Diverticular disease is common in Western societies and is believed to be primarily due to the relatively low-fiber diets the people eat. Diets low in fiber can lead to chronic constipation, which is thought to increase pressure in the colon and cause little pouches, called diverticula, to form. The presence of these diverticula results in the condition called diverticulosis. Should bacteria or other matter become trapped in the diverticula, a painful infection called diverticulitis can occur. Diet is believed to play an important role in both the treatment and prevention of diverticulosis and diverticulitis.
If you have diverticulosis, you might experience cramping pain in the lower left abdomen, bloating and constipation. Many people with this condition, however, have no symptoms at all. It is thought that including adequate fiber in your diet might help prevent diverticula from forming. A good goal is 20 to 35 g of dietary fiber every day. Eating fiber adds bulk to stools, pushing them through your colon more quickly. This prevents constipation and the resulting increase in colon pressure, which might deter the formation of diverticula. Fiber also helps thicken stools, keeping the food particles bound together and making them less likely to become trapped in any existing diverticula. Preventing food particles from becoming trapped in diverticula can keep diverticulosis from developing into diverticulitis.
It's easy to obtain adequate fiber if you incorporate several high-fiber foods into your diet every day. The best dietary sources of fiber include whole-grain bread and pasta, brown rice, fresh fruits and vegetables, nuts -- including peanuts and tree nuts -- seeds and beans. Flaxseeds are a great source of fiber and can be added to many foods and baked goods. Whenever you eat grains, strive to make the majority of them whole grains. Look for the words "100% whole wheat" on food labels to ensure you are getting as much fiber as possible.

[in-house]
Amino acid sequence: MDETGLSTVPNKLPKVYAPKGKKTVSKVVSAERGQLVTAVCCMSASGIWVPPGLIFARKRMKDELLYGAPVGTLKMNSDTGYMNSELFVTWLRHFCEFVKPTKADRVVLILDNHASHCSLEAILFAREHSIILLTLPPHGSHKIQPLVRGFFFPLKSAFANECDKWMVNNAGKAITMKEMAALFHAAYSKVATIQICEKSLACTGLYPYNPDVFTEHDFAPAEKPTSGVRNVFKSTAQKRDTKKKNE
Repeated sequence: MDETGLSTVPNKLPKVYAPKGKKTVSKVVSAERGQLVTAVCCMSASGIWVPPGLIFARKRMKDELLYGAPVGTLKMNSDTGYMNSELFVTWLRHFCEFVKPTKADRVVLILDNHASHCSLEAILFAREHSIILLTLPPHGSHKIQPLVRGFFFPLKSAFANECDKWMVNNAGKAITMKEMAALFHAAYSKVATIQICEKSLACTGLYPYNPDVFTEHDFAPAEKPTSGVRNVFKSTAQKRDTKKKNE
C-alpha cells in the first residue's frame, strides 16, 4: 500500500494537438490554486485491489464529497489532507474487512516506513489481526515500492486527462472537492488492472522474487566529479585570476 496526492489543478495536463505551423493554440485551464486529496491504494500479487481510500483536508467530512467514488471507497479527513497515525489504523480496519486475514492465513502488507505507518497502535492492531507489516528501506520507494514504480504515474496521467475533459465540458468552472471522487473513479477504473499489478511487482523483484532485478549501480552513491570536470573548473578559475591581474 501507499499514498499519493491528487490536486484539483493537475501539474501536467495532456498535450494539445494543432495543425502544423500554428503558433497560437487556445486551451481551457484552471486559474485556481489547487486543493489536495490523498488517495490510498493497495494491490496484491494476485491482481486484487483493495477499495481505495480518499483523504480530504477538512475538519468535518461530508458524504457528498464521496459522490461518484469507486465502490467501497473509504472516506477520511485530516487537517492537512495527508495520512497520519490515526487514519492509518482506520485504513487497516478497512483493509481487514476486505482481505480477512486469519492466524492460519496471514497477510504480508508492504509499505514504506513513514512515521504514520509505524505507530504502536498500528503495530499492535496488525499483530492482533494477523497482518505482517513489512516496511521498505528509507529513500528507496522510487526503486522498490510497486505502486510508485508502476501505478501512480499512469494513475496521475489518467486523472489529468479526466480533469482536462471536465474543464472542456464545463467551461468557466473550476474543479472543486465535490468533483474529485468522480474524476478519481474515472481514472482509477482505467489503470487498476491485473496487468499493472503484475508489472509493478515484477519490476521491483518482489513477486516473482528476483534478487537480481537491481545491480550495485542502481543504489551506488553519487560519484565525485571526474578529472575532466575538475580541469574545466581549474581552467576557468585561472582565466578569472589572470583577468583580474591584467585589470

Diverticulosis and Eating Nuts and Seeds
Historically, doctors advised their patients with diverticulosis to avoid certain foods -- including nuts, seeds, popcorn, and corn -- out of the concern these foods would become trapped in the diverticula and cause diverticulitis. But this recommendation is not widely supported by current research. Since nuts and seeds are rich sources of fiber, it is now believed they might actually play a role in the prevention of both diverticulosis and diverticulitis. To be safe and avoid the possibility of nuts and seeds becoming trapped in diverticula, it is best to chew these foods thoroughly, into the consistency of peanut butter, to minimize the risk of small particles entering your colon.
Nuts and seeds should, however, be avoided if you currently have diverticulitis. Diverticulitis is an acute state of inflammation and infection in your colon caused by bacteria or other irritants trapped in the diverticula. Symptoms often include severe pain and cramping in the lower left side of your abdomen, as well as nausea, vomiting, constipation, diarrhea, fever and chills. If you have symptoms of diverticulitis, it is important to be evaluated by a medical doctor because treatment for this condition typically consists of antibiotics and bowel rest, which usually means consuming only water and other clear liquids. During the acute stage of diverticulitis, the main focus is on allowing your colon to rest and heal. The best way to do this is to avoid foods that add bulk to your stools, which are primarily those foods high in fiber. Consuming foods that are high in fiber during this acute inflammatory stage may aggravate symptoms, slow healing and lead to further complications. Once the inflammation begins to resolve, your diet is usually slowly advanced to a low-fiber diet, followed by the gradual reintroduction of high-fiber foods to prevent recurrent bouts of diverticulitis.
Foods that contain low amounts of fiber and may be consumed while your colon is healing include white or refined grains, such as white bread and white rice; soft or well-cooked fruits and vegetables without the skin or seeds; meats; eggs; and dairy products. This low-fiber diet is considered "transitional," followed only until your symptoms resolve. Once you are no longer experiencing symptoms of diverticulitis, you may begin to gradually add fiber back into your diet. It is important to do so slowly, though, or gas, bloating and discomfort may result. Be sure to drink adequate amounts of fluid, at least 6 to 8 oz. of water daily, to prevent discomfort and constipation.